• Scandinavia: 29%
  • Great Britain: 7%
  • Ireland: 53%
  • Iberian Peninsula: 6%
  • Magyar: 4%
  • Trace: Amerindian– Argentina and Chile

Looking at these results, I’ve inherited a higher percentage of Great Britain than either of my parents have combined. However, I have a much smaller percentage of Ireland than both of my parents combined, and the genetic heritage of these two populations is closely related. A small change through the random recombination process when that DNA is passed down is all it would take for those extra segments of DNA to show up matching the Great Britain reference population more closely than they match the Ireland reference population.

The same goes for the seemingly odd appearance of the Greece and Balkans, West Slavic, Iberian Peninsula, and Magyar percentages in my and my sisters’ results. These populations do not appear in either of my parents’ results, but they do surround the Central Europe population seen in our dad’s results and have a long history of interaction with that region. 

This can also be applied to the difference in Amerindian populations in the trace results between my mom’s results (North Mexico) and my and one of my sister’s results (Andes and the Caribbean, Amazon, and Argentina and Chile). 

Each sibling also inherited a completely different mixture of ethnicity estimates from the other. If we were looking for evidence of Native American ancestor and had only tested Becky, we would not find that evidence through DNA, due to random recombination.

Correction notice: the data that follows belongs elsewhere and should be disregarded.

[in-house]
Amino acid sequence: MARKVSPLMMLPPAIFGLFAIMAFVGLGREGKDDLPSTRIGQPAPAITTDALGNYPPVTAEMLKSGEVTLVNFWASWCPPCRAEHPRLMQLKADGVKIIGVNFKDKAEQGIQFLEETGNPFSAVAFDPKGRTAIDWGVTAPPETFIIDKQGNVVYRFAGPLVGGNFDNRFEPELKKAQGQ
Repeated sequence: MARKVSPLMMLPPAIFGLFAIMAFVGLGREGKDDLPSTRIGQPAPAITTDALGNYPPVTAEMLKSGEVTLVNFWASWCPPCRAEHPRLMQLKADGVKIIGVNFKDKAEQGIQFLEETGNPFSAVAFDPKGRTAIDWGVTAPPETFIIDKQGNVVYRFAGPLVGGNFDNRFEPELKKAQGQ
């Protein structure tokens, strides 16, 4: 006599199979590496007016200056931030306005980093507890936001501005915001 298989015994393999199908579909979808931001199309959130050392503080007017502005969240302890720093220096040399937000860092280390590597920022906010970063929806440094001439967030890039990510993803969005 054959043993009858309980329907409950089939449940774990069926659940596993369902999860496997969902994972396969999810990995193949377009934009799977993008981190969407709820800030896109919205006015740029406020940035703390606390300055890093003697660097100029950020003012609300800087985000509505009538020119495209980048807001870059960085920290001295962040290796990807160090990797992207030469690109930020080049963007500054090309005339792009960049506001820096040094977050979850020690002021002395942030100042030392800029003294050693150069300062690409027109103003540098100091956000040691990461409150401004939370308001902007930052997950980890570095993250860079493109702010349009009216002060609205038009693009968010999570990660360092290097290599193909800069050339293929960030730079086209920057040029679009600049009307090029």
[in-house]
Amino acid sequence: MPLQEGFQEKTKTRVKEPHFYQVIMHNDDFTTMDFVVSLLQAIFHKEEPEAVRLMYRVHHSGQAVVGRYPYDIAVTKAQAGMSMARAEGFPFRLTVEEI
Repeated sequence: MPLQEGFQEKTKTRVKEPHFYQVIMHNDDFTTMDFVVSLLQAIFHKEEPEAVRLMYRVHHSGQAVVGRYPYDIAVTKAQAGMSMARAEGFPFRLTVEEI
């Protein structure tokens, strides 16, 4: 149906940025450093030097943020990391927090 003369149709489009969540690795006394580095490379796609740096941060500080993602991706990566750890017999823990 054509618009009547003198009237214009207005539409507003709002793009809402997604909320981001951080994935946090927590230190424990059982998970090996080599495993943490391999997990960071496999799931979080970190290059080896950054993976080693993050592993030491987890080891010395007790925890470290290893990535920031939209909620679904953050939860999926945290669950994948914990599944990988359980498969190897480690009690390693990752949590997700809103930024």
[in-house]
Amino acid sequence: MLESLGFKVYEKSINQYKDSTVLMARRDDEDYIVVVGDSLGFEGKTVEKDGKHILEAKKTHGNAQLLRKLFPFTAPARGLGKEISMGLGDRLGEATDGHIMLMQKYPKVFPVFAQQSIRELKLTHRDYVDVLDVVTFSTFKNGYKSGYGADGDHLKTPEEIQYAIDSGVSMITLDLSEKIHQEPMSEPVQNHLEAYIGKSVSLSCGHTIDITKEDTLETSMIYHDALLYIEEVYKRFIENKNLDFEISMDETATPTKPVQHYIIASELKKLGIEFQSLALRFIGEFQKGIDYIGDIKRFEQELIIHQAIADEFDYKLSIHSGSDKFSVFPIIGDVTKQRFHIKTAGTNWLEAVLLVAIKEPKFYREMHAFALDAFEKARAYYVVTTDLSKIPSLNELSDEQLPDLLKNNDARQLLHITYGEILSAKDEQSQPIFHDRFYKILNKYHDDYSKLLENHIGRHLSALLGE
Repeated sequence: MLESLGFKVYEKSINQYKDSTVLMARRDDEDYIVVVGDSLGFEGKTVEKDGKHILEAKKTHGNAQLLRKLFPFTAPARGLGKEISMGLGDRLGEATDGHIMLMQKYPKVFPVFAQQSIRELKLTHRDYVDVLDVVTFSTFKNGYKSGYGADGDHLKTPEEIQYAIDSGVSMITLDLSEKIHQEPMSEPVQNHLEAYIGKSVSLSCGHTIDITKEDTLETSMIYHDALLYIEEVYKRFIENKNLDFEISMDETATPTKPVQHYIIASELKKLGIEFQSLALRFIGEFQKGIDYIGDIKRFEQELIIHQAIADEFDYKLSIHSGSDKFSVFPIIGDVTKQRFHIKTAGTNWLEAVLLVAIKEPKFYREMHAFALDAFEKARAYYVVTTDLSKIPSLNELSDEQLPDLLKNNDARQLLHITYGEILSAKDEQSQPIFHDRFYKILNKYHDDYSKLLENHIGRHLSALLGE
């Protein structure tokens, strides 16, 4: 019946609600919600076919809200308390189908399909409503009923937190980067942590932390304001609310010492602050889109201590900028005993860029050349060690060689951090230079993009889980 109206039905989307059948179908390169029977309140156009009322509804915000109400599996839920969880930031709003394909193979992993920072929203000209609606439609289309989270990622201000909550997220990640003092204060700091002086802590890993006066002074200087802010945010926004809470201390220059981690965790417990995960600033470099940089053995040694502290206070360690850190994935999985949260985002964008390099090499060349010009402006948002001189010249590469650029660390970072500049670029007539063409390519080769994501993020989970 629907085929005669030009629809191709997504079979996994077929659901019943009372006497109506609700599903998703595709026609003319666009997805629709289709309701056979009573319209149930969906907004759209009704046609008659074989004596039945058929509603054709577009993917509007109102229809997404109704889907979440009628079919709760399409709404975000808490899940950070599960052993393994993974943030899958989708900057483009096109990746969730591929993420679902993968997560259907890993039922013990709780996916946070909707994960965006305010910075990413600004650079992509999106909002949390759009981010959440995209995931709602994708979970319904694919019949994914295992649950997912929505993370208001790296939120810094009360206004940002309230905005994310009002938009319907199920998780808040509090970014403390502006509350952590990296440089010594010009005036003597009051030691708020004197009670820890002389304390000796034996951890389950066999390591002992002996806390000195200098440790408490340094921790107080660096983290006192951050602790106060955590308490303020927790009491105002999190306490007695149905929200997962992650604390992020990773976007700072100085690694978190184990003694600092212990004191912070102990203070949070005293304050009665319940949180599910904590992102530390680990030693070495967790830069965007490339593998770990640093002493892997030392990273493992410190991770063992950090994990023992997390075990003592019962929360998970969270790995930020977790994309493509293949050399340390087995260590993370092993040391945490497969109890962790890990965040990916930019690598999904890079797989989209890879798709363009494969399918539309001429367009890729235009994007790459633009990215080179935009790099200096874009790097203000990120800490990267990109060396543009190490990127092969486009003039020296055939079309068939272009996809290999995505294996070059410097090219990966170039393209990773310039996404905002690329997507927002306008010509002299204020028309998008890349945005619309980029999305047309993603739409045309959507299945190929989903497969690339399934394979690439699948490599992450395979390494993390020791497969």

Neither me nor either of my sisters have inherited a perfect half of our parents’ ethnic percentages. 

Genealogy-wise, my family hasn’t been able to trace all of our ancestral lines out of the US, but so far, we have traced some of them back to Ireland, Scotland, England, and Central Europe.  These results do fit with what we know so far about our ancestors, and since my personal myOrigins 2.0 results were nearly 100% British Isles, it’s neat to see some additional refinement. 

What’s coming next? Will my ethnicity percentages continue to change?

FamilyTreeDNA always works to improve the information we’re able to bring to our customers, so we will continue to find new ways to adjust the methodology behind the algorithm that calculates your ethnicity estimates and find new reference populations to add. However, these improvements take a lot of testing and time to implement, so another update to your percentages is not likely in the near future.